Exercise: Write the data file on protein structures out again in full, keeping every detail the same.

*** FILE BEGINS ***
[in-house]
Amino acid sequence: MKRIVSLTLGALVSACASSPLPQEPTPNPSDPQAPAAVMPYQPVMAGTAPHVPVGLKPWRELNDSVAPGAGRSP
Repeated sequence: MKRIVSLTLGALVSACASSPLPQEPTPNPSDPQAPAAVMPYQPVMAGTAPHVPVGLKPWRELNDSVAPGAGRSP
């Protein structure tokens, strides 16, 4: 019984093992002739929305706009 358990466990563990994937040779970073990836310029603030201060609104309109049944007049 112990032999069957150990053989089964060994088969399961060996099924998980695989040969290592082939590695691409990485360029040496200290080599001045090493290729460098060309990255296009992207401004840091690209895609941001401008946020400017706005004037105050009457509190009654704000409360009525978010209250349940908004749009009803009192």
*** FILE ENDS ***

[in-house]
Amino acid sequence: MKRIVSLTLGALVSACASSPLPQEPTPNPSDPQAPAAVMPYQPVMAGTAPHVPVGLKPWRELNDSVAPGAGRSP
Repeated sequence: MKRIVSLTLGALVSACASSPLPQEPTPNPSDPQAPAAVMPYQPVMAGTAPHVPVGLKPWRELNDSVAPGAGRSP
């Protein structure tokens, strides 16, 4: 019984093992002739929305706009 358990466990563990994937040779970073990836310029603030201060609104309109049944007049 112990032999069957150990053989089964060994088969399961060996099924998980695989040969290592082939590695691409990485360029040496200290080599001045090493290729460098060309990255296009992207401004840091690209895609941001401008946020400017706005004037105050009457509190009654704000409360009525978010209250349940908004749009009803009192």